A wheat allergy is considered a “true” allergy to the various proteins in wheat, and it is an extremely specific immune response. There are specific immune cells (B Lymphocytes) that are involved with this response to wheat gluten. They will activate other cells that produce specific antibodies called immunoglobulin E or known as IgE. They then attach to mast cells that release large amounts of histamine. This can result in classic allergy symptoms and if severe enough cause anaphylaxis. Usually those that have a wheat allergy get a rapid, within minutes, response to wheat. Such response may result in itching, swelling lips and tongue, trouble breathing, nausea, and abdominal pain.
Technically, the term gluten sensitivity could be used as an umbrella term that entails any type of immune system response to gluten and its other associated compounds. So, even though there are specific characteristics for celiac disease and wheat allergy, they can still come under the broad banner of gluten sensitivity.
Furthermore, 70-80% of the immune system is embedded within the digestive tract and is stimulated by gluten which then releases messenger compounds such as cytokines. Some of the “activated” cells that started in the intestines can spread throughout the body, as well. The combination of cytokines, activated cells, and antibody complexes can begin an inflammatory response throughout the body. Depending upon the organ or tissues that become inflamed a diagnosis can then be assigned. However, the real underlying cause of the inflammation, due to gluten, may go undetected and instead treated symptomatically.
Many times, the ultimate result of this gluten reaction results in, or contributes to, autoimmune disorders throughout the body. A disorder that is quite common is known as Hashimoto’s thyroiditis. Hashimoto’s is the most common cause of hypothyroid problems and it is suspected that 60-70% of all hypothyroid conditions are due to this autoimmune attack on the thyroid. We will discuss Hashimoto’s in a future newsletter and video!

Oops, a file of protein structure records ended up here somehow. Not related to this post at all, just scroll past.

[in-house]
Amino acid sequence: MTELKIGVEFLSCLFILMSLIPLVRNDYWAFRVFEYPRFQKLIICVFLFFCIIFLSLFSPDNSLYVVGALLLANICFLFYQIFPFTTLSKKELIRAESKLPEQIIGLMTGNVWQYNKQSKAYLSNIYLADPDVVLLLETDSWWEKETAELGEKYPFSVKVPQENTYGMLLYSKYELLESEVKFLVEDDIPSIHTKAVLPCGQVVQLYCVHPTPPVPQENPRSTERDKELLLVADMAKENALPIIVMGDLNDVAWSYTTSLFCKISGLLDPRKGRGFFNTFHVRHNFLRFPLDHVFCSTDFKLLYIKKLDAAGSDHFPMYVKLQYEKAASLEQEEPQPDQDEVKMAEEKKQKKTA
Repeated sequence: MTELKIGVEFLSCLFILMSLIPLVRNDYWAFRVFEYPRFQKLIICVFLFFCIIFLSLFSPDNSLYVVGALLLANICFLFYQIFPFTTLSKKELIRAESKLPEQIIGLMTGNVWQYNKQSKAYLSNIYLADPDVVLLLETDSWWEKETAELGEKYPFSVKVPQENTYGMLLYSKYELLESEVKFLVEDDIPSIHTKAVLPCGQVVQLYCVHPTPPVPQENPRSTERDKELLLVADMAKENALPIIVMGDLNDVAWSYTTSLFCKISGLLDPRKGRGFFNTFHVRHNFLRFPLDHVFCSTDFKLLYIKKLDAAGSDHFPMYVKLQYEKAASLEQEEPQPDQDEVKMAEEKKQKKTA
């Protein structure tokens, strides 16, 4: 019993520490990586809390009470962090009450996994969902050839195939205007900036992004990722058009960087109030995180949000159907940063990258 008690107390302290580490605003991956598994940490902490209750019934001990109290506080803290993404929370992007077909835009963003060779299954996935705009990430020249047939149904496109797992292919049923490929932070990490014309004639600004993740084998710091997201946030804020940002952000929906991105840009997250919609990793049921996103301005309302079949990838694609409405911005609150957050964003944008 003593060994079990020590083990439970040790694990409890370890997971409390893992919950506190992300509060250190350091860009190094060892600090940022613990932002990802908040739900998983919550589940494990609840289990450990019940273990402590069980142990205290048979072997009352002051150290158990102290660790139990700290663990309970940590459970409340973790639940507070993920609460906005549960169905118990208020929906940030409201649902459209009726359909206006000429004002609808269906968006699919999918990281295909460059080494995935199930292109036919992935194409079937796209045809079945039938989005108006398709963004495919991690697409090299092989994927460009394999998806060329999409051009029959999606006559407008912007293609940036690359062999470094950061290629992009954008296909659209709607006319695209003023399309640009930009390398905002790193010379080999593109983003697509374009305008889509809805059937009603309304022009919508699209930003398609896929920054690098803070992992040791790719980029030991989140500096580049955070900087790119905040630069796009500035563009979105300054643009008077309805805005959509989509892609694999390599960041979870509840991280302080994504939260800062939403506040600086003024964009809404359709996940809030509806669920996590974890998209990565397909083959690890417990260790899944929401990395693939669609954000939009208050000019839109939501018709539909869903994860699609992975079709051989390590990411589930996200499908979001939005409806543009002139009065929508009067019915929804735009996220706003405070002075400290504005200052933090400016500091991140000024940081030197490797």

Luckily, there are several things a person can do to prevent or repair some of the damage that has occurred due to glutens. This can be done by primarily avoiding different glutens and cleaning up the diet. He or she can also decrease the resultant inflammation and assist in restoration of damaged tissue/organs to provide valuable nutrients which balances the immune system/organs and helps to heal “leaky gut syndrome.” Additionally, we will explore this topic deeper in our next newsletter.
Last, if you have any questions relating to gluten health issues, please feel free to contact our office. If you are interested in the “gluten” DNA test, Celiac panel, or other testing, such as the “leaky gut test” as mentioned above, please call our office at (480) 732-0911 to schedule an appointment. My office staff is happy to assist you.